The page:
Prague, 1 August 1997 (RFE/RL) -- More than a few eyebrows must have been raised when Moldovan Foreign Minister Valeriu Pasat paid a two-day visit to Romania last week and agreed with his Romanian counterpart, Victor Babiuc, to set up a "joint peacekeeping unit."
That agreement follows a recent pattern triggered in part by the efforts of would-be NATO members to "prove" to the West that their militaries can be "providers of security, not merely security consumers" -- as Romanian officials recently put it -- and to demonstrate that territorial disputes with neighbors are being resolved.
While reaching an agreement to set up joint peacekeeping units has evidently become a rite of passage for NATO candidacy, it has seldom been followed up in practice. A Hungarian-Romanian peacekeeping unit has been in the offing for more than half a year, and there has also been talk about setting up Romanian-Ukrainian and Romanian-Polish units. More recently, Bulgaria followed suit when it decided to set up a joint peace-keeping unit with neighboring Turkey.
But while the Romanians are clearly still hoping to gain entry to NATO in a second wave of expansion, the question to be asked is why the Moldovans would be keen on such a unit. President Petru Lucinschi has repeatedly emphasized that Moldova intends to keep its neutrality and that NATO membership can be considered only sometime in the distant future, following Moldova's integration into the EU, which is clearly far from being imminent.
The question is all the more relevant given that Transdniester separatists cite the "danger" of Moldova's reunification with Romania as the main reason for pursuing independence. Why should Chisinau, then, wish to provide Tiraspol with additional ammunition? While it is true that both Babiuc and Pasat stressed that the envisaged unit will not be deployed in the Transdniester, such statements are unlikely to convince Igor Smirnov's supporters.
Viewed from this angle, Pasat's expressed interest in the purchase of PUMA helicopters produced in Romania under U.S. license seems to have verged on irresponsibility. It was also unclear why such intentions were made public. Furthermore, the July 24 agreement states that Moldovan officers would receive instruction at Romanian military establishments. Moldovan Chief of Staff Gen. Vladimir Dontu, who accompanied Pasat to the Romanian capital, explained that the Moldovan officer corps could not be trained in Russia because Moscow conditioned such collaboration on participation in the CIS collective security system, to which Moldova does not belong. He added, however, that problems may arise with the plan to have officers trained in Romania because Moldovans do not have sufficient command of Romanian.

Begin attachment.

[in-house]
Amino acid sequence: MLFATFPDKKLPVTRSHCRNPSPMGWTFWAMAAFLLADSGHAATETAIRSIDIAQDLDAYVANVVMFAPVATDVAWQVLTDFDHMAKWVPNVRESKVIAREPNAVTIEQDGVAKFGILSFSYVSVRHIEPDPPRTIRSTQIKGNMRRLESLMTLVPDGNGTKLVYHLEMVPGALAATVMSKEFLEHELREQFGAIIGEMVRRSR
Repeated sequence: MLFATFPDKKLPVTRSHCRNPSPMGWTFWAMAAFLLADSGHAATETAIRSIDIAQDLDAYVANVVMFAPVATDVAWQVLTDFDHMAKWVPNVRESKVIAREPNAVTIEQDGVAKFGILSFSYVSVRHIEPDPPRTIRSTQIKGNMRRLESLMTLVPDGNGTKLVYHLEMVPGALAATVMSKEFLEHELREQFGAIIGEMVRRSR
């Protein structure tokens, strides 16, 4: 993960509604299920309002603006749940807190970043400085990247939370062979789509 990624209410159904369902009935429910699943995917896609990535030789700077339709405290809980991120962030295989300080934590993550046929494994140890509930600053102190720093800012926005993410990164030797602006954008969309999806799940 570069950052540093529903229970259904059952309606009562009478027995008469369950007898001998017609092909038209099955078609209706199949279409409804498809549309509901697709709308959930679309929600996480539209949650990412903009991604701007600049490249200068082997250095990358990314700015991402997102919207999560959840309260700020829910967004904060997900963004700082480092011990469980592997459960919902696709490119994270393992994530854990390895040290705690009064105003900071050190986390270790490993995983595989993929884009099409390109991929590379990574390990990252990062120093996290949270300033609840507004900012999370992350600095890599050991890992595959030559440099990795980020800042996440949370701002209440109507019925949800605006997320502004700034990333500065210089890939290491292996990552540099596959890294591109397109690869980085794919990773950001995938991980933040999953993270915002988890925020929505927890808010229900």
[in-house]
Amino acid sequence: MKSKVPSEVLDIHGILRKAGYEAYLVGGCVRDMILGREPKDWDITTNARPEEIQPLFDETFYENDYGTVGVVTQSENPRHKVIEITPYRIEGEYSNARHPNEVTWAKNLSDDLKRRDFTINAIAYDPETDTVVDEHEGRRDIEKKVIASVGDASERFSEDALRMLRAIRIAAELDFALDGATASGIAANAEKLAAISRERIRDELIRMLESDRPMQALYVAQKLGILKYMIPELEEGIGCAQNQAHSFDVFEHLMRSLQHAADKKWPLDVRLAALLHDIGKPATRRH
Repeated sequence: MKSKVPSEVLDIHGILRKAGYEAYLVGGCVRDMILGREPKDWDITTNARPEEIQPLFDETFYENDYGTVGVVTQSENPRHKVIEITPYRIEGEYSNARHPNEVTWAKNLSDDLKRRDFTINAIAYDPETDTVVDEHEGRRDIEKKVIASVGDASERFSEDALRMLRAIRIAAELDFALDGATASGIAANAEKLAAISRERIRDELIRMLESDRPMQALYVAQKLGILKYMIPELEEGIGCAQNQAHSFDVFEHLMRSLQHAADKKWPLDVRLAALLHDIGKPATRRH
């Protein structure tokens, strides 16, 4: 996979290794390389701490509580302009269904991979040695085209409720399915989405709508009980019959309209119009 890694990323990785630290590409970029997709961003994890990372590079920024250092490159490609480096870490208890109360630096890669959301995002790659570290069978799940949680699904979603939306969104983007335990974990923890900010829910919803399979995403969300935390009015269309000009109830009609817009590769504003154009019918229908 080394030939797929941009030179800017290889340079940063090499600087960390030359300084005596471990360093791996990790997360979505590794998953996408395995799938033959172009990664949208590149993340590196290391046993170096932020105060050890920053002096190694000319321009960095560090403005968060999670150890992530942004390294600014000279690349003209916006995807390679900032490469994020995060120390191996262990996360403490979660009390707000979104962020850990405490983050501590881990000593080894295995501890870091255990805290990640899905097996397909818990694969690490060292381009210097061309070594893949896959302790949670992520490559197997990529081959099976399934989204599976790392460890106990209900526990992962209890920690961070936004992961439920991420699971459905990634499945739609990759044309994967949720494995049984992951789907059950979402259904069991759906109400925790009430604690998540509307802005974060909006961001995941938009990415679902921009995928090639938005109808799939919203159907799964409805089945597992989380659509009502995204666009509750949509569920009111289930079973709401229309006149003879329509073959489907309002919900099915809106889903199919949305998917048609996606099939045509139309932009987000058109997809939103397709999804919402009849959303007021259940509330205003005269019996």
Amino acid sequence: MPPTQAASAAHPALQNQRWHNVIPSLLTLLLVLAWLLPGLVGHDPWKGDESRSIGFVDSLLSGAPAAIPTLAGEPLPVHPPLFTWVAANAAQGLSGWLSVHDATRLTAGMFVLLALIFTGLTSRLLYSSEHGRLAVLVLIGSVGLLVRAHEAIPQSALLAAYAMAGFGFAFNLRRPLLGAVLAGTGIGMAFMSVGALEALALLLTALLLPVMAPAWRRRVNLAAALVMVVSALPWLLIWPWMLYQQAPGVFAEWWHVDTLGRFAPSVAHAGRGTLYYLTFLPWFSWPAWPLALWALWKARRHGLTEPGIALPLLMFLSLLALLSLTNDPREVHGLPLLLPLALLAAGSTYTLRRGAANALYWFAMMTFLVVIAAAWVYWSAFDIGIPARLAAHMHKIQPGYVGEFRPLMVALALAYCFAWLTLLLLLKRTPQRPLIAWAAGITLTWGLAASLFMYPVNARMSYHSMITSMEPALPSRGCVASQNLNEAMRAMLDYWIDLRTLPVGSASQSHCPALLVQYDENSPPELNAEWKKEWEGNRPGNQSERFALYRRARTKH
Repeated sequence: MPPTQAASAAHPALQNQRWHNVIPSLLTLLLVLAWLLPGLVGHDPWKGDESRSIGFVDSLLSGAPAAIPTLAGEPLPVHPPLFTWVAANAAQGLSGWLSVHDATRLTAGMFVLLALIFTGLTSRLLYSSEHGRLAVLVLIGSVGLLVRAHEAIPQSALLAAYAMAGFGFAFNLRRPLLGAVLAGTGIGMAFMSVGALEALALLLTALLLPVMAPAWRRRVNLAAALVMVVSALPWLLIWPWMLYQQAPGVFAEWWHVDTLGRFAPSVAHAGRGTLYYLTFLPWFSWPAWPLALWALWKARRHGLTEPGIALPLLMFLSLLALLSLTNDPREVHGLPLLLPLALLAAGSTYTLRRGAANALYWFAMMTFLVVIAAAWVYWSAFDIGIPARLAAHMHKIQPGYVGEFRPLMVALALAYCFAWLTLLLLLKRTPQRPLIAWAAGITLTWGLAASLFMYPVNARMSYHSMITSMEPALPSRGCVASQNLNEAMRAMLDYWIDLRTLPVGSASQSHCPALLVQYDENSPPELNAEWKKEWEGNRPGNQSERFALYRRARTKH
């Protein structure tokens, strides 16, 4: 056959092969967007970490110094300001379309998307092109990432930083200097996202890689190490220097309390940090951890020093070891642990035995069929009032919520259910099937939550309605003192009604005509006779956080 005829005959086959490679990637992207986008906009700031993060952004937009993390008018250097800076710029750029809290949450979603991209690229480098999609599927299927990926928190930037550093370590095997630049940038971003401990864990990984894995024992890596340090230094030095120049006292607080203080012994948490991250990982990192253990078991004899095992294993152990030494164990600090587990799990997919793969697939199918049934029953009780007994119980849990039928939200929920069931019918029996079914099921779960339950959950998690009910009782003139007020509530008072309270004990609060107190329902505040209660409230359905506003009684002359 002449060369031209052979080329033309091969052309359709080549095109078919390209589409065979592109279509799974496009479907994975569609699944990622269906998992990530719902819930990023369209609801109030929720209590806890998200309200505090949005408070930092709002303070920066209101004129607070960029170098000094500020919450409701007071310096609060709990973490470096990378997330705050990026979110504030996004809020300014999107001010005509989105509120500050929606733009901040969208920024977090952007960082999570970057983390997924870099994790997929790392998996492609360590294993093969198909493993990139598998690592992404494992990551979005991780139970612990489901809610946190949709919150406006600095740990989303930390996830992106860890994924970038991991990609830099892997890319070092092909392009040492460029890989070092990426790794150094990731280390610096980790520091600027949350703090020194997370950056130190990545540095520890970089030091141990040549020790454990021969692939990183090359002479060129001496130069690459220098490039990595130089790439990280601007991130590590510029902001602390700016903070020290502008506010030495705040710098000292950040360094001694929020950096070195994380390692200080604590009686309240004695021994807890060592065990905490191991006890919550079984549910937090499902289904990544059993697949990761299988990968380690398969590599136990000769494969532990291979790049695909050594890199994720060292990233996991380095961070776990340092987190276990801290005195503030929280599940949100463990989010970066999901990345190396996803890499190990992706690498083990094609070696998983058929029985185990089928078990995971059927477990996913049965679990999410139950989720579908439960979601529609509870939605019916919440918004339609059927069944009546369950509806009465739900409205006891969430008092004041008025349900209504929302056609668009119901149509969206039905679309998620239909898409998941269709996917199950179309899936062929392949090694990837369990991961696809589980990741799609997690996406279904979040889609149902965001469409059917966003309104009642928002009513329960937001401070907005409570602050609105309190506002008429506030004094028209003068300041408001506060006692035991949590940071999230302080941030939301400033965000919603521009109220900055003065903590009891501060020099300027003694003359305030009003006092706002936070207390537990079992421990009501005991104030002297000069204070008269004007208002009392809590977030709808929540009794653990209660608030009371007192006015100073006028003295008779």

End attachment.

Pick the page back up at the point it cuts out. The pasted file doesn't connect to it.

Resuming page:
The Moldovans' seemingly strange behavior was soon explained, however. Shortly after Pasat's visit, it transpired that the "Bucharest show" was a smoke screen designed to pre-empt criticism of a real policy departure being prepared by the Chisinau government and likely to enrage the pro-unification opposition. No sooner had Pasat returned from Bucharest than he left on another visit, this time to Moscow. And it was "not a coincidence" -- as "Pravda" used to write -- that he reached there two agreements (one of which is still to be signed at deputy premier level) that seemed carbon-copies of those concluded in Bucharest.
There was one significant difference, however: Russian, not Romanian, troops are stationed on Moldova's territory. Nothing was said about the significance of the agreements for Moldova's non-integration in the CIS collective-security structures. But while Pasat was still in Moscow, an announcement was made in Chisinau that a CIS summit in the Moldovan capital in early fall was "under consideration". The fact that nothing Pasat and Dontu did or said in Bucharest was "coincidental" was demonstrated at the end of the visit to Moscow, when it was revealed that Moldova was studying the possibility of purchasing Russian-made helicopters.
The agreements reached in Moscow provide for the instruction of Moldovan officers at Russian military establishments (where they apparently will have no communication problems) and for joint military maneuvers of "peacekeeping forces." The first such maneuvers are to be held in Moldova in October. The location has not yet been specified, but it is a safe bet that it will not be in the Transdniester. To hold maneuvers on that territory would infringe on what Tiraspol regards as its "sovereignty," which, such as it is, would not exist without the continued presence of the Russian troops.
While in Moscow, Pasat discussed with Premier Viktor Chernomyrdin the withdrawal of the Russian troops and the ratification by Russia of the basic treaty with Chisinau. The agreement on the withdrawal dates back to 1994 and that on the basic treaty to 1992. This, in itself, says volumes about Chisinau's recent show of tightrope-walking. While such a feat may be taken for skillful diplomacy, the origins of the metaphor should not be forgotten -- namely, the circus.